You are right, Don. Even if you had no first-hand experience with ATS-34, I would believe you are correct because you are quoting performance and attributes from modern steel charts. IMO, quality of the legendary truck spring steel lies mostly (no pun intended) in the minds of those that have made cutlery from them. If someone goes to the trouble to grind out a knife shaped object from a piece of raw steel, he is "bound" to believe it is wonderful stuff. If the same individual made a comparison blade from ATS-34, for example, he probably would not be quite so high on truck springs.
Personally, I prefer my blades be made from the axels of a 1937 Plymouth; dipped nine times in panther piss during odd full moons.
Bob Swinney
Reply to
Robert Swinney
There are knife blanks you can buy, you just need to finish them up...The blanks are in different forms/styles...
xman
Reply to
xmradio
I'm not a knifemaker. My everyday "carry" is a blade made of ATS-34: the "gentleman's folder" from A.G. Russel. Its thin, weighs about zip, wasn't expensive for a good blade, one-hand opener, easy to have in my pocket.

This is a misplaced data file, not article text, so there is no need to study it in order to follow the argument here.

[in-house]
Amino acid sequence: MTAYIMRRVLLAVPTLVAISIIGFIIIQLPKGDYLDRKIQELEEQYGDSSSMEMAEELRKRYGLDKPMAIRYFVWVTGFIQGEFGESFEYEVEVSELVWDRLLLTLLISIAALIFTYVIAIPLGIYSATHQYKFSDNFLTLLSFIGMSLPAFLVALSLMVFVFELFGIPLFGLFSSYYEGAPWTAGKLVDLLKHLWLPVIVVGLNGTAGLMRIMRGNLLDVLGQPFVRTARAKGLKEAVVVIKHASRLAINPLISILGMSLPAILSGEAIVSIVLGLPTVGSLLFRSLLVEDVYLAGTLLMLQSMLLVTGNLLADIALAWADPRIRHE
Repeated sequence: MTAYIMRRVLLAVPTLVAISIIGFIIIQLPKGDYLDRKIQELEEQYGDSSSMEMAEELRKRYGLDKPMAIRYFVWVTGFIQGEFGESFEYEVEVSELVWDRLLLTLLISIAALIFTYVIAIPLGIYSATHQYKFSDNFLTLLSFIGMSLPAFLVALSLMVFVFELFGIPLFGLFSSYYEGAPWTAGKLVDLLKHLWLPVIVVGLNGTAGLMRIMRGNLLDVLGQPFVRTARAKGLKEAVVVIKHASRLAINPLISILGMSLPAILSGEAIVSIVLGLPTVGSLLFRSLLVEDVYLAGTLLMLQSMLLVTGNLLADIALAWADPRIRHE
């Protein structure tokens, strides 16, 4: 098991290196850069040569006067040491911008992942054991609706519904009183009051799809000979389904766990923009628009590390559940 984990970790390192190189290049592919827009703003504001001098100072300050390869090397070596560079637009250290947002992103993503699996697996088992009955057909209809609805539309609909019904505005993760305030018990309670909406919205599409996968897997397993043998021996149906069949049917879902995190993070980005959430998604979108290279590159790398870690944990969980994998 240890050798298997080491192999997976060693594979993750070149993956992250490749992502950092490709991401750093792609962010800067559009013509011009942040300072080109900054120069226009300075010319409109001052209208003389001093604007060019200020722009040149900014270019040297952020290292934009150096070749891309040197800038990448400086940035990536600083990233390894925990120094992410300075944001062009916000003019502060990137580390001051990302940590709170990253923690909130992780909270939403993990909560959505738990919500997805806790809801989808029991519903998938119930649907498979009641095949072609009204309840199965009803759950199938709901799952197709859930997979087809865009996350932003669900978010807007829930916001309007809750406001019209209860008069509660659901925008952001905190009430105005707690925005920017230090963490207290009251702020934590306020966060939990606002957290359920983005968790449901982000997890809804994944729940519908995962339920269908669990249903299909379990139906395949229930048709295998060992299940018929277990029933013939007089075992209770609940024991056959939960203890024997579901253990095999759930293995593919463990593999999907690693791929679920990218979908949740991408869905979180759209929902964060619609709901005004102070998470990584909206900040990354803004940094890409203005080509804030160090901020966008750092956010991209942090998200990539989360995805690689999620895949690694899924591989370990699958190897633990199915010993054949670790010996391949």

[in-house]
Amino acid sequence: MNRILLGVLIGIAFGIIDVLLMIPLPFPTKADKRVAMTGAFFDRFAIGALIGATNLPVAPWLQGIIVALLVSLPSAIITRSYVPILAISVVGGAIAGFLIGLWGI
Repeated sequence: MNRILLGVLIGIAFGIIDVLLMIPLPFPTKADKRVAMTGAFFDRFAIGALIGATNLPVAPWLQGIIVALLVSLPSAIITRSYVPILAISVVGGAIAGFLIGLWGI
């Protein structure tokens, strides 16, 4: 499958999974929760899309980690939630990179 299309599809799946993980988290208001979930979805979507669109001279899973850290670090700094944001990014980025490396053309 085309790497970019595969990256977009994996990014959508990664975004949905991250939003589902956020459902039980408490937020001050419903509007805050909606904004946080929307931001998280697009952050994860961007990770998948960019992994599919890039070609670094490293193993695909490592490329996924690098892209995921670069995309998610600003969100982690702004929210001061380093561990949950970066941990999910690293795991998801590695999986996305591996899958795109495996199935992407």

I've been very happy with it. I use it for anything and everything one might use a pocketknife for -- stripping wire, cutting cardboard, opening the mail, cutting rope, shaving wood, yada yada. It is not a "tactical" or "fantasy" blade, just a useful everyday pocketknife.
A couple of licks on the crockstick every few days is all it needs to stay boxknife-sharp for several months. When the edge does need to be restored by honing, it takes a while.
Reply to
Don Foreman
I like the idea of car springs but for a pocket knife getting it down thin enough would be a lot of grinding . For a belt knife though would be great . Ken Cutt
Reply to
Ken Cutt
Thanks
Reply to
Ken Cutt
I carry a real cheap pocket knife just in case I lose it . Good ones I lose fast but cheap junk seems to hang around forever . I gave my sons all Victorianox knives last Christmas as a stocking suffers . My preference for a knife is a Boker but the pocket knives go for around 175 here . Too much if it gets lost . Anyway time for me to learn how to heat treat steel Ken Cutt
Reply to
Ken Cutt
I have seen the blanks but I want to learn the entire process . I own far more knives now then I will ever need . All commercial products . Just trying to keep learning new things Ken Cutt